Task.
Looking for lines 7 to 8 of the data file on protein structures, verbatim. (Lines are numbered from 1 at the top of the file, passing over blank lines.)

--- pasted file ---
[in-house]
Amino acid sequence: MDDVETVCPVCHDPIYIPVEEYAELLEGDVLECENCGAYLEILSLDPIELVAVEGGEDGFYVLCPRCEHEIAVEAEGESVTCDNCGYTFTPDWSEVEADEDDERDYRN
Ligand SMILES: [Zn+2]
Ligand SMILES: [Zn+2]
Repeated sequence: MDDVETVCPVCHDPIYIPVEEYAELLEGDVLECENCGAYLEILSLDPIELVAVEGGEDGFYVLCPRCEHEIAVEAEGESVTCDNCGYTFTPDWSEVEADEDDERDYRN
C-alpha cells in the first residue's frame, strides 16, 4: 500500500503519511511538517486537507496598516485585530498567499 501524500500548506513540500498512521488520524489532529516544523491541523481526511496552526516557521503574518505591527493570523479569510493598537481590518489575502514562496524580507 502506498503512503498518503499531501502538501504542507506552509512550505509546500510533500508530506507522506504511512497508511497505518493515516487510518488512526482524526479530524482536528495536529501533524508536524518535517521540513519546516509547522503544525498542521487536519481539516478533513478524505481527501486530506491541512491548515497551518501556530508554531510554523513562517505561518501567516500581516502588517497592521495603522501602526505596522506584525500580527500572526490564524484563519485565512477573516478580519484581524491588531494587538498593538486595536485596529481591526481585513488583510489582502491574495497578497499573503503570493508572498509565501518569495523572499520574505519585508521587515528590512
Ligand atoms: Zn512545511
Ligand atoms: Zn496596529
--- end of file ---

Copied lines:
Ligand atoms: Zn512545511
Ligand atoms: Zn496596529